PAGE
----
• Maj.-Gen. Amos Yadlin, who stepped down as head of the IDF’s Military Intelligence last week, said in a meeting in 2009 with US Rep. Robert Wexler (D-Florida) that Israel was not in a position to underestimate Iran and be surprised like the United States was on 9/11.
• Mossad director Meir Dagan told Under Secretary of State Nicholas Burns in 2007 that Israel and the United States need to do more to create regime change in Iran.
• Dagan also told Frances Fragos Townsend, assistant to the US president for homeland security and counterterrorism, in the summer of 2007 that IDF operations against Hamas in the West Bank were preventing the terrorist group from taking over the Fatah-controlled territory, according to a cable from the US Embassy in Tel Aviv to the State Department.
• According to another cable sent from the embassy in Tel Aviv, Barak revealed to a congressional delegation in 2009 that Israel tried to coordinate Operation Cast Lead with Palestinian Authority President Mahmoud Abbas and Egyptian President Hosni Mubarak.
• Iran used the cover of the Iranian Red Crescent to smuggle intelligence agents and missiles into Lebanon during the Second Lebanon War in 2006, according to a cable from 2008 that originated in Dubai and was based on a meeting between a US diplomat and an unnamed source.
Washington: Leaks can deeply impact foreign policy interests
The White House, meanwhile, issued a statement saying that “field reporting to Washington is candid and often incomplete information. It is not an expression of policy, nor does it always shape final policy decisions.”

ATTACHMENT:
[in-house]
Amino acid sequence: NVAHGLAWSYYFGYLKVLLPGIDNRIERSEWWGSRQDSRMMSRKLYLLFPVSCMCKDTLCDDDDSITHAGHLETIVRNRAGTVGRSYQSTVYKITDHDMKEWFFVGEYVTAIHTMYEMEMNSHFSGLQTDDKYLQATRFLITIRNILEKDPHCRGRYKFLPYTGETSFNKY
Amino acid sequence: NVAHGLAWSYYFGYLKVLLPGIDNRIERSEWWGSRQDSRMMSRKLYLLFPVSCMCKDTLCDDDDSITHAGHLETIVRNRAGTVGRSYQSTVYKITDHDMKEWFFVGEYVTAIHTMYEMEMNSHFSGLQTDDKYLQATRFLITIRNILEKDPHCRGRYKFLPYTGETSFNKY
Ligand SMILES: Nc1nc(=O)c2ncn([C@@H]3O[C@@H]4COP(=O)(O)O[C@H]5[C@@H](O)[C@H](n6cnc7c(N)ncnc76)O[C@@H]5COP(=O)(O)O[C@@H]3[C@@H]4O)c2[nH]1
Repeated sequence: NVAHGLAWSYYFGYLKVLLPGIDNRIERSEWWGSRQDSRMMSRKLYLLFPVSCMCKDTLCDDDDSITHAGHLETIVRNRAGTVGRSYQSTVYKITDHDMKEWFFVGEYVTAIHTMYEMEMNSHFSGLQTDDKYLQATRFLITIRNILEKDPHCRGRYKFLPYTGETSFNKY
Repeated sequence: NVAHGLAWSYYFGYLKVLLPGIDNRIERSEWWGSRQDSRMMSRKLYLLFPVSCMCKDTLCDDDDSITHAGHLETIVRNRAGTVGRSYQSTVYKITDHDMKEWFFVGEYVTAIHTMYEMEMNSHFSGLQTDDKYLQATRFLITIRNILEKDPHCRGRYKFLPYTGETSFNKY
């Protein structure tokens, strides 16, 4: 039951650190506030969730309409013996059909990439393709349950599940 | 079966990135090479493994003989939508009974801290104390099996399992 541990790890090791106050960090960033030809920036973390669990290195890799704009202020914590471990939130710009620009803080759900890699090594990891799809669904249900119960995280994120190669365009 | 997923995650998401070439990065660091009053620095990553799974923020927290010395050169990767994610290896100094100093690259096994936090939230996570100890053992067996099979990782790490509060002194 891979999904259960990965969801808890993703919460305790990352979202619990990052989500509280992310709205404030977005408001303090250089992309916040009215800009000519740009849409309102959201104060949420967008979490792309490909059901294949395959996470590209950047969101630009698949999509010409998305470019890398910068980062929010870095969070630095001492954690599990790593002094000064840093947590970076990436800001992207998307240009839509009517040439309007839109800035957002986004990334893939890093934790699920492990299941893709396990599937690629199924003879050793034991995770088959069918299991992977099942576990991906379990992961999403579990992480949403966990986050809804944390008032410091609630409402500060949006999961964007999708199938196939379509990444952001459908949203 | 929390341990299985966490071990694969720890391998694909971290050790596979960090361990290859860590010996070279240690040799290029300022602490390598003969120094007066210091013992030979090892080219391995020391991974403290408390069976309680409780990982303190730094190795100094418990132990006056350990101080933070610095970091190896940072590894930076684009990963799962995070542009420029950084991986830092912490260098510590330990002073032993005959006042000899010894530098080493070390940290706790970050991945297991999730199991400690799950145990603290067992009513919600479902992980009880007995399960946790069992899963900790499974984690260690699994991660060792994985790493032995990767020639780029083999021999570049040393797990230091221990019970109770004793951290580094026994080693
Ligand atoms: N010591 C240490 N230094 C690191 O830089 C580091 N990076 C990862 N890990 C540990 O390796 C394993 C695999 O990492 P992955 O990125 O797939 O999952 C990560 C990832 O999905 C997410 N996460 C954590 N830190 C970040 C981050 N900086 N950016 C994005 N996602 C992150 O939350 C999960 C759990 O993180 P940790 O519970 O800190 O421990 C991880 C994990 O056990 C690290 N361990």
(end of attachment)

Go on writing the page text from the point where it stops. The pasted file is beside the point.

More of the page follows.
Nevertheless, the statement said, “these cables could compromise private discussions with foreign governments and opposition leaders, and when the substance of private conversations is printed on the front pages of newspapers across the world, it can deeply impact not only US foreign policy interests, but those of our allies and friends around the world.”
The statement added that “President Obama supports responsible, accountable, and open government at home and around the world, but this reckless and dangerous action runs counter to that goal. By releasing stolen and classified documents, Wikileaks has put at risk not only the cause of human rights, but also the lives and work of these individuals. We condemn in the strongest terms the unauthorized disclosure of classified documents and sensitive national security information.”
Among the other disclosures that were reported on The New York Times website:
• A dangerous standoff with Pakistan over nuclear fuel: Since 2007, the United States has mounted a highly secret effort, so far unsuccessful, to remove from a Pakistani research reactor highly enriched uranium that American officials fear could be diverted for use in an illicit nuclear device.
In May 2009, Ambassador Anne W. Patterson reported that Pakistan was refusing to schedule a visit by American technical experts because, as a Pakistani official said, “If the local media got word of the fuel removal, they certainly would portray it as ‘the United States taking Pakistan’s nuclear weapons.’”
• Gaming out an eventual collapse of North Korea: American and South Korean officials have discussed the prospects for a unified Korea, should the North’s economic troubles and political transition lead the state to implode. The South Koreans even considered commercial inducements to China, according to the American ambassador to Seoul.
She told Washington in February that South Korean officials believe that the right business deals would “help salve” China’s “concerns about living with a reunified Korea” that is in a “benign alliance” with the United States.